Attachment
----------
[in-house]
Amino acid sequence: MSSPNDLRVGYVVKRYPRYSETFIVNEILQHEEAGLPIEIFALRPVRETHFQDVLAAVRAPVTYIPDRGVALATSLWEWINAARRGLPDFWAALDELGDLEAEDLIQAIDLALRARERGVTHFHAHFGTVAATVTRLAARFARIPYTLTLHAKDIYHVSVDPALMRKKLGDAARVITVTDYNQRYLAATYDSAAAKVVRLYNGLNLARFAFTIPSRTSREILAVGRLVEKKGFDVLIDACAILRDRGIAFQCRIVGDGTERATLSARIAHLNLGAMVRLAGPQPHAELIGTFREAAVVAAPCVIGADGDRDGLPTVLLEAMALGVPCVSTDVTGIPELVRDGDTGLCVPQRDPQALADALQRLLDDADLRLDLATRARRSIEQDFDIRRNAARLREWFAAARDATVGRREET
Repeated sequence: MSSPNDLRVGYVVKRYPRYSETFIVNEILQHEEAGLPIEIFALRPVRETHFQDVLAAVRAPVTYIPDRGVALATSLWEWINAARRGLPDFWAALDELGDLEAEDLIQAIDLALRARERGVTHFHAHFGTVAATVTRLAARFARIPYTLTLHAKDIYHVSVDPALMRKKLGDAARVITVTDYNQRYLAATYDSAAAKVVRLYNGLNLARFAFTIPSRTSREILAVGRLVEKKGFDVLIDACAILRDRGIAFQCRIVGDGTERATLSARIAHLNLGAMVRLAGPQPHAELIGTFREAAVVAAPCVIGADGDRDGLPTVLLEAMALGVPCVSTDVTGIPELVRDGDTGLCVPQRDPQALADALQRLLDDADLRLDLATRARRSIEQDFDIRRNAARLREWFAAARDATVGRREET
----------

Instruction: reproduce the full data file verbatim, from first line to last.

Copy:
[in-house]
Amino acid sequence: MSSPNDLRVGYVVKRYPRYSETFIVNEILQHEEAGLPIEIFALRPVRETHFQDVLAAVRAPVTYIPDRGVALATSLWEWINAARRGLPDFWAALDELGDLEAEDLIQAIDLALRARERGVTHFHAHFGTVAATVTRLAARFARIPYTLTLHAKDIYHVSVDPALMRKKLGDAARVITVTDYNQRYLAATYDSAAAKVVRLYNGLNLARFAFTIPSRTSREILAVGRLVEKKGFDVLIDACAILRDRGIAFQCRIVGDGTERATLSARIAHLNLGAMVRLAGPQPHAELIGTFREAAVVAAPCVIGADGDRDGLPTVLLEAMALGVPCVSTDVTGIPELVRDGDTGLCVPQRDPQALADALQRLLDDADLRLDLATRARRSIEQDFDIRRNAARLREWFAAARDATVGRREET
Repeated sequence: MSSPNDLRVGYVVKRYPRYSETFIVNEILQHEEAGLPIEIFALRPVRETHFQDVLAAVRAPVTYIPDRGVALATSLWEWINAARRGLPDFWAALDELGDLEAEDLIQAIDLALRARERGVTHFHAHFGTVAATVTRLAARFARIPYTLTLHAKDIYHVSVDPALMRKKLGDAARVITVTDYNQRYLAATYDSAAAKVVRLYNGLNLARFAFTIPSRTSREILAVGRLVEKKGFDVLIDACAILRDRGIAFQCRIVGDGTERATLSARIAHLNLGAMVRLAGPQPHAELIGTFREAAVVAAPCVIGADGDRDGLPTVLLEAMALGVPCVSTDVTGIPELVRDGDTGLCVPQRDPQALADALQRLLDDADLRLDLATRARRSIEQDFDIRRNAARLREWFAAARDATVGRREET